Ok, today I started looking over the tutorials about vbulletin 4 over at vbulletin.org. As I do not have a license for it. While I was looking over the tutorials I noticed a few things.

vBulletin’s template engine is still horrible!
vBulletin STILL keeps its templates in the database. This is a HUGE performance crasher, the query to pull all the template data is going to destroy your load time. I have not seen the vBulletin templates engine code but with all the {vb whatever} commands it has to take some time to process, even if it is cached. Also having to define every variable you want to use in your PHP script is just a pain. This is why in our engine templates are PHTML files that are included. This is simple, fast, and allows complex templates just using simple < ?php brackets. vBulletin’s Class Structure is the same
vBulletin’s class structure was good, for a PHP class system 5 years ago. The $vbulletin object is massive and it gets tossed around by every function putting a huge strain on the board. My solution a static core. In my engine you call Core::whatever and every core component is available (db, templates, request cleaner, etc.), and the best part because the Core object is static it can be called everywhere without needing the global command.


  1. Drew Auteur du sujet

    Thank you, although the coding for this is horrible. It has some classes that are right up to standard with PHP 5 while others are the same ones from 3.0.0.. It’s gonna cause them A LOT of problems if they try to transition.

  2. Drew Auteur du sujet

    lol yeah its sad. They really did it wrong. People were expecting it be to be completely changed I don’t get why they didn’t. Even if it is a few years a « 5.0 » needs to come out so they aren’t stuck with this awkward engine.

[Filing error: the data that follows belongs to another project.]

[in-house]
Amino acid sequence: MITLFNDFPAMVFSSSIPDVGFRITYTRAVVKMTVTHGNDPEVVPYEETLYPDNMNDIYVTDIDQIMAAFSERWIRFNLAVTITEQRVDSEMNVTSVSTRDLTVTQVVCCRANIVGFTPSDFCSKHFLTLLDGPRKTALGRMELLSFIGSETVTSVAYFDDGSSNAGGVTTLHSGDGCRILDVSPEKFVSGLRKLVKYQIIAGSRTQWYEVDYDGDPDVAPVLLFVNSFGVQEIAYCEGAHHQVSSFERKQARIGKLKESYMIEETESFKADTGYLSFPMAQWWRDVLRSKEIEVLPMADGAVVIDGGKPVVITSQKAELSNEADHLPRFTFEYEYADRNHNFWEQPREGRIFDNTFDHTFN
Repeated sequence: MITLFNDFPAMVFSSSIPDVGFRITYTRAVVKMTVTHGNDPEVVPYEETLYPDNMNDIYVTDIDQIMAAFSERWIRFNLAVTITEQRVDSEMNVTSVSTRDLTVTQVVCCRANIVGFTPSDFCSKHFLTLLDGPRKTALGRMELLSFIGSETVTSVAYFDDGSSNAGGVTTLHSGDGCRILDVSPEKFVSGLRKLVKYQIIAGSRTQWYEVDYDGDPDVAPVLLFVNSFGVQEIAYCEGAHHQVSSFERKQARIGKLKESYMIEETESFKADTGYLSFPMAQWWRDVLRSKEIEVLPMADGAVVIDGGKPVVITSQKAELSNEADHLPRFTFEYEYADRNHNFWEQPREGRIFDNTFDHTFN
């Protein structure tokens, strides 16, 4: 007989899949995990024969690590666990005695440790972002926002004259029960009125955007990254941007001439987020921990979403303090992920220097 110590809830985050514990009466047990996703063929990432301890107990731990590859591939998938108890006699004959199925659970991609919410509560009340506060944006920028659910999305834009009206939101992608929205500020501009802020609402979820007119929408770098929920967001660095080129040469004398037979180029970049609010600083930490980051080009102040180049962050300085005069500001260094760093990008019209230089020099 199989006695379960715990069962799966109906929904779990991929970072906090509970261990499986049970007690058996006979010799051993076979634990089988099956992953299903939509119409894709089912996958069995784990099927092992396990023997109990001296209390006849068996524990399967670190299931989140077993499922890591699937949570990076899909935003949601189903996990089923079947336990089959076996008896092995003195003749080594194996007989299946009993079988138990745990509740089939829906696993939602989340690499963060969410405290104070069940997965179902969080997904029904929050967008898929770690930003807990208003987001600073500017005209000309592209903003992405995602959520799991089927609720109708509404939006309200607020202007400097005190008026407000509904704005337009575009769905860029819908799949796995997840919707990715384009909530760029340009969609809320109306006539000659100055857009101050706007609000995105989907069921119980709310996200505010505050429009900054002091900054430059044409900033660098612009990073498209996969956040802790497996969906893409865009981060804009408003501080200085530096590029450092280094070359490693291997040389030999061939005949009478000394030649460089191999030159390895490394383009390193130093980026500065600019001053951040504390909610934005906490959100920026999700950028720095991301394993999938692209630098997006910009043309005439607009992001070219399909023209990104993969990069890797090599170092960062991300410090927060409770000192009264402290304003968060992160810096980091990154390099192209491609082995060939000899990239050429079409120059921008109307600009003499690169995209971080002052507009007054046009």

Are you still in talks with Ray Morgan? Because I think just showing him what I have so far for my engine already exceeds vbulletins core rofl

  3. Jean-Pierre

    no, no news from Ray M… he said there would be no more discussion until 4.0 Gold… i understand why, but i continue to think they need to write down their roadmap before releasing anything else… but that’s just me.

    i’m still playing with WordPress/Buddypress

  4. Jean-Pierre

    oh, a note about Buddypress that i like a lot…

    Buddypress is a plugin, not the core of the engine… basically, you need a WordPress MU *(multi-users) and you upload Buddypress as a plugin. once installed, Buddypress take control of your WordPress MU and handle all of the missing features.

    this is some interesting detail here, because a plugin become the core, that’s something new in the web market. So logically, you can decide what kind of interface you have depending on the plugin you install.

    So, what with our project?… our system could have a plugin like Buddypress that would transform the single-site system into a multi-sites platform… making our engine flexible for webmasters and clients. with a single plugin, our webmasters would be able to set multiple sites.